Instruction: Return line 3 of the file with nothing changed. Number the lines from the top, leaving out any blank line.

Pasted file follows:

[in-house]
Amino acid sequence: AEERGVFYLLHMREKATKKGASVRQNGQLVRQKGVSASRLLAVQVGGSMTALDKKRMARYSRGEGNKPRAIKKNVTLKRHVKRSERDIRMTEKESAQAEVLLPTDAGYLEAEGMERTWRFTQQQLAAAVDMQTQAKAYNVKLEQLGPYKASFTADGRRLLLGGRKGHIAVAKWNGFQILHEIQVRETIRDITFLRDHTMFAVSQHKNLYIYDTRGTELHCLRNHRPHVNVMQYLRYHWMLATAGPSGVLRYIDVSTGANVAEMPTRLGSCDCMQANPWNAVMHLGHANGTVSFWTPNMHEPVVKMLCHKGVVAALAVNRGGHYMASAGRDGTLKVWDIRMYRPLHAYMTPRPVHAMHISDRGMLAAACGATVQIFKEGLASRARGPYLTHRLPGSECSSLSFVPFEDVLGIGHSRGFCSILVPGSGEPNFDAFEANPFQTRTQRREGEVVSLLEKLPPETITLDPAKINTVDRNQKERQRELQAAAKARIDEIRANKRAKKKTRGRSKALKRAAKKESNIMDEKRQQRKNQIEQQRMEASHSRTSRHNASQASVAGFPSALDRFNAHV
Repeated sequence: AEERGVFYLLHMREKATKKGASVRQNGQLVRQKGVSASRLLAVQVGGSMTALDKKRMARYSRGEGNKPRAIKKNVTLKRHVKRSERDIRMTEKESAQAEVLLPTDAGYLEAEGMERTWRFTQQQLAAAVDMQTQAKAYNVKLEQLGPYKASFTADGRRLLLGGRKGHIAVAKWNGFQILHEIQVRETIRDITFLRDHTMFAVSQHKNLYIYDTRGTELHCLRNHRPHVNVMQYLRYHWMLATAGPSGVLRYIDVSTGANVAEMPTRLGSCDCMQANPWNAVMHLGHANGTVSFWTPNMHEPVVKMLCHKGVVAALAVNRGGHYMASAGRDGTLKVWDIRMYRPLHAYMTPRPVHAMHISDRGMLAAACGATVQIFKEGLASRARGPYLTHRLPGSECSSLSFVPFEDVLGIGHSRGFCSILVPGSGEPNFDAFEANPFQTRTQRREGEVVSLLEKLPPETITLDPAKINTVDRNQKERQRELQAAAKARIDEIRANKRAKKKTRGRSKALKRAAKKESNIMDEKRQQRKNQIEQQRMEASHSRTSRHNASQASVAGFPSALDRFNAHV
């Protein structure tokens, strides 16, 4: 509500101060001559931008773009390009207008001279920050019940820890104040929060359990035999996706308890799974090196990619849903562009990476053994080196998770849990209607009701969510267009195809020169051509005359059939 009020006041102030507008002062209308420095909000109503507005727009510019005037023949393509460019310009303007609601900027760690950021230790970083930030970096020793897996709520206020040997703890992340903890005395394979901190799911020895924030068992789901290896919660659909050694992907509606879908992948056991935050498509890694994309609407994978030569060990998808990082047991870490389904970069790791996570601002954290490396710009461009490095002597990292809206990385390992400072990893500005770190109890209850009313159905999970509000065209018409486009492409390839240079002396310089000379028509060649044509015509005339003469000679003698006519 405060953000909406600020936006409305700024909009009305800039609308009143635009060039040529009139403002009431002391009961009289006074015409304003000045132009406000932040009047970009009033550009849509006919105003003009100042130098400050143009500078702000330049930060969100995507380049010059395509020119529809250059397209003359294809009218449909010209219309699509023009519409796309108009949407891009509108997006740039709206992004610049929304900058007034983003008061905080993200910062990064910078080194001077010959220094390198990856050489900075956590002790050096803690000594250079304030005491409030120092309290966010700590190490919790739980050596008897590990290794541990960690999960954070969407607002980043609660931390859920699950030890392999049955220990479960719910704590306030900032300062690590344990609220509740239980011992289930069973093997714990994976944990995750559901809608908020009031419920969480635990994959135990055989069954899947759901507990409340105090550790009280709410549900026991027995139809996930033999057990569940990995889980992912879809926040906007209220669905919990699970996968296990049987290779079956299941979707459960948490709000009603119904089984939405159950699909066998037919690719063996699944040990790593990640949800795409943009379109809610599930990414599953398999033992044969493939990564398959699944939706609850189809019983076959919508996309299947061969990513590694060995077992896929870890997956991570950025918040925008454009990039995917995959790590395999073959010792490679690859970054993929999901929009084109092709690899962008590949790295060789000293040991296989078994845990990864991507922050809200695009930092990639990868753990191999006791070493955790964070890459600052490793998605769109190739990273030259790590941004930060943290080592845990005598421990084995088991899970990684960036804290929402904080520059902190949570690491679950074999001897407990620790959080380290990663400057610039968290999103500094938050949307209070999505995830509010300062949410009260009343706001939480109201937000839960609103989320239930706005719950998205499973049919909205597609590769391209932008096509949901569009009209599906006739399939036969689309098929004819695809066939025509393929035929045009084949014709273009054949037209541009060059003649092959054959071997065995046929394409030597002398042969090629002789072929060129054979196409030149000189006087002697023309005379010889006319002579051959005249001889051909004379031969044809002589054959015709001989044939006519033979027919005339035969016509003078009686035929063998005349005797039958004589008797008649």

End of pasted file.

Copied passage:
Repeated sequence: AEERGVFYLLHMREKATKKGASVRQNGQLVRQKGVSASRLLAVQVGGSMTALDKKRMARYSRGEGNKPRAIKKNVTLKRHVKRSERDIRMTEKESAQAEVLLPTDAGYLEAEGMERTWRFTQQQLAAAVDMQTQAKAYNVKLEQLGPYKASFTADGRRLLLGGRKGHIAVAKWNGFQILHEIQVRETIRDITFLRDHTMFAVSQHKNLYIYDTRGTELHCLRNHRPHVNVMQYLRYHWMLATAGPSGVLRYIDVSTGANVAEMPTRLGSCDCMQANPWNAVMHLGHANGTVSFWTPNMHEPVVKMLCHKGVVAALAVNRGGHYMASAGRDGTLKVWDIRMYRPLHAYMTPRPVHAMHISDRGMLAAACGATVQIFKEGLASRARGPYLTHRLPGSECSSLSFVPFEDVLGIGHSRGFCSILVPGSGEPNFDAFEANPFQTRTQRREGEVVSLLEKLPPETITLDPAKINTVDRNQKERQRELQAAAKARIDEIRANKRAKKKTRGRSKALKRAAKKESNIMDEKRQQRKNQIEQQRMEASHSRTSRHNASQASVAGFPSALDRFNAHV